Thursday, March 27, 2008

"How much does viral cost?"

True story from this week: A peer of mine received a call from a client. He was working on his FY09 marketing budget. One of his brand managers was interested in experimenting with viral marketing, so he asked, "What should I budget for this?"

I understand the interest in testing viral techniques, but asking how much "viral" costs is like asking how much a car will cost. You could buy a 22-year-old Ford Bronco with 171,000 miles for $450, or you could purchase the Bugatti Veyron for $1.7 million. Both vehicles will get you from point A to point B, but the two satisfy very different emotional and logical needs.

The cost of a marketing program that is intended to achieve extended reach by being passed from consumer to consumer depends on a variety of variables. These include: Your current brand strength and positioning, your target audience, the reach you wish to achieve, the message you want to deliver, and the risks you're willing to take.

Two of my favorite viral marketing examples use video and demonstrate the range of investment that viral campaigns can entail:
  • BMW Films made a splash in 2001 with a series of custom mini-movies directed by A-level directors, all featuring BMW vehicles as integral to the plot. The first year the films were produced, 2001 sales numbers increased 12% and the movies were viewed over 11 million times in four months. The exciting films, which reportedly cost more than $10 million to produce, went viral and received a huge amount of publicity. Below are two of my favorite movies: the delightfully nasty "Star," directed by Guy Ritchie and featuring his wife, Madonna; and the supremely exciting yet surprisingly somber "Ticker," directed by Joe Carnahan and featuring Don Cheadle with cameos by Ray Liotta, F. Murray Abraham, and Dennis Haysbert.

  • On the other end of the spectrum is a simple series of online videos that promote a seemingly unexciting product: A blender. Blendtec produces the world's most powerful blender, and to prove it, they've produced a series of humorous videos putting the product to the challenge. I've not seen any data on the cost of this viral program, but my guess is that they've spent in the low-to mid-six figures for a campaign that's been viewed and shared tens of millions of times. The single video below, featuring an iPod, has been seen over 5 million times on YouTube. The campaign led to appearances on The Tonight Show and other programs, and revenue streams now include branded merchandise such as T-shirts.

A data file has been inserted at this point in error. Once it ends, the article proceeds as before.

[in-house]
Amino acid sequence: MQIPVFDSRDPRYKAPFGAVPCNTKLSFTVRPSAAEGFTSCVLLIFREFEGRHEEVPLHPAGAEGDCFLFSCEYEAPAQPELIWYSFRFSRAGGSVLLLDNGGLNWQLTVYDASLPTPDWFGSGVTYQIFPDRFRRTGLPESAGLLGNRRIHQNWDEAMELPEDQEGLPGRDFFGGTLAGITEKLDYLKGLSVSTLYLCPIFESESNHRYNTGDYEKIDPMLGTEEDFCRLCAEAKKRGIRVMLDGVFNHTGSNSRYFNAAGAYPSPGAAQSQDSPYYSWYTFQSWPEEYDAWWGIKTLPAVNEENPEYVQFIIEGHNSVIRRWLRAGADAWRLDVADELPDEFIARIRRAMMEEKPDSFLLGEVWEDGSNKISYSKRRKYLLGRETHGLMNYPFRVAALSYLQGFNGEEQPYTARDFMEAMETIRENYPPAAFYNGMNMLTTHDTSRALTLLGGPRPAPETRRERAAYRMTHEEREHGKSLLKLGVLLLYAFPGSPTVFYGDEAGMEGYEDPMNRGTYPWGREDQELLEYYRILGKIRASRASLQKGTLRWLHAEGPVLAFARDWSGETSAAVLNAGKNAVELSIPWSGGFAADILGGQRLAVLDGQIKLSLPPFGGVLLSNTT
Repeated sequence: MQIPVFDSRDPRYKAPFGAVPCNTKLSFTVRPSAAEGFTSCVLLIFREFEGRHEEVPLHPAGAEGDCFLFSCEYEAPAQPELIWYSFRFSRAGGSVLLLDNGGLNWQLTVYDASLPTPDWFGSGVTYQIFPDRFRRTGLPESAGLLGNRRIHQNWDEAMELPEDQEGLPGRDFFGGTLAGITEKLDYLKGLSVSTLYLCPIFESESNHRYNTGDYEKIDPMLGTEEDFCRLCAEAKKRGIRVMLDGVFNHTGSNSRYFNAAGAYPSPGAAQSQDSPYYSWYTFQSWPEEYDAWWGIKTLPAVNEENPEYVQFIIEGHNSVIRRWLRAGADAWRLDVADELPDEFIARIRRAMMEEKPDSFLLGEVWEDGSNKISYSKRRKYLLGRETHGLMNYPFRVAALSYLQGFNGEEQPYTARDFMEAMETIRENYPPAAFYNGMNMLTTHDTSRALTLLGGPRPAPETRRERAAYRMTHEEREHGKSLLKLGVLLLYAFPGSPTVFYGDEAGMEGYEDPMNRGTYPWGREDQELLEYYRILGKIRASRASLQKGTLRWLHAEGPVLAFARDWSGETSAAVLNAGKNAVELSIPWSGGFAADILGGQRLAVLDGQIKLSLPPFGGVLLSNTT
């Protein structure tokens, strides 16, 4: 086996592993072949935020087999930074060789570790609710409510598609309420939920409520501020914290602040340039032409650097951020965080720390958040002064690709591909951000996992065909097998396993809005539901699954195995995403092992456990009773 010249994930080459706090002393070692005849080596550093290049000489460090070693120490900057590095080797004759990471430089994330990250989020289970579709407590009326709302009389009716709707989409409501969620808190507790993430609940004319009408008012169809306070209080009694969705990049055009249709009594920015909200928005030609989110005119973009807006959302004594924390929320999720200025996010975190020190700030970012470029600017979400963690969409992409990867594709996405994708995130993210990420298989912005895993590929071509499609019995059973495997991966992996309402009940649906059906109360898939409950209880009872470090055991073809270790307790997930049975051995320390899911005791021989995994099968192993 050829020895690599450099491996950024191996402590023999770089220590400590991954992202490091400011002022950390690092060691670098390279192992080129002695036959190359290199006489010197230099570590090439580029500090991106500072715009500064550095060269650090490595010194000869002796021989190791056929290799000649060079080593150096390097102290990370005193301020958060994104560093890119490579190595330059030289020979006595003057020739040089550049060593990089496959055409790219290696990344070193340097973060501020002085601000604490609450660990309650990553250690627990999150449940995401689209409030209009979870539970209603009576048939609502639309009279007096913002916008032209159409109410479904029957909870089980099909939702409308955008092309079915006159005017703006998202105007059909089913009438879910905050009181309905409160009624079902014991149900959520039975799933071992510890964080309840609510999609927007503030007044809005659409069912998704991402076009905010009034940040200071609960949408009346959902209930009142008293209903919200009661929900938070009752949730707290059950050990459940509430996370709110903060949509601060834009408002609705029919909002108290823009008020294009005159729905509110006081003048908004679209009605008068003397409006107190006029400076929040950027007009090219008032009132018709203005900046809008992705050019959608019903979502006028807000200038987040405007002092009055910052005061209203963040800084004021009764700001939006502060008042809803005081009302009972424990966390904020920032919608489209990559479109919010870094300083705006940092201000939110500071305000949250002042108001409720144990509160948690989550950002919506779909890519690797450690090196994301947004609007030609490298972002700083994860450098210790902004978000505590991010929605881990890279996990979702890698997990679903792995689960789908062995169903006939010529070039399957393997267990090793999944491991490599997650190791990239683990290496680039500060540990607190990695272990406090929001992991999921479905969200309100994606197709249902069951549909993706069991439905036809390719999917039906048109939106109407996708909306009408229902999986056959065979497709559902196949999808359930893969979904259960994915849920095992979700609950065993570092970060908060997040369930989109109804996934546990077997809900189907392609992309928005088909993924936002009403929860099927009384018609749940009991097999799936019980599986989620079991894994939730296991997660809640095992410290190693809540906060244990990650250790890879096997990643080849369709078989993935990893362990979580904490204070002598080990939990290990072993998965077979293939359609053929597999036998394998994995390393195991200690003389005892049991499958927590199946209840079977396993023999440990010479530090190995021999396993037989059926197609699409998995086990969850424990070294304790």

I mentioned that one of the factors that impact the budget and success of a viral marketing campaign is the amount of risk a brand wishes to accept. Looking at the videos below, you can't help but note the risks. BMW shows its cars being driven in very dangerous manners, with the product beaten until nearly destroyed; one sequence shows a car's gas tank leaking and the pool of gas set ablaze. Think you'd ever see that in a traditional ad campaign? And Blendtec's attorney's must have had a field day with their concept--What if people try this at home and get inured? What if people take the challenge and find the blender doesn't performance as advertised on ridiculously impervious items?

Not all viral campaigns involve a high degree of risk, but smart risks can pay off. The point of any viral campaign is to create an unexpected experience--something so unusual, exciting, sexy, or funny that people will want to share and talk about it. If you create no experience, there can be no viral effect.

Of course, viral programs can also be launched for less than Blendtec's, but these two very successful campaigns demonstrate how a viral brandertainment program can take vastly different forms, approaches, and budgets.

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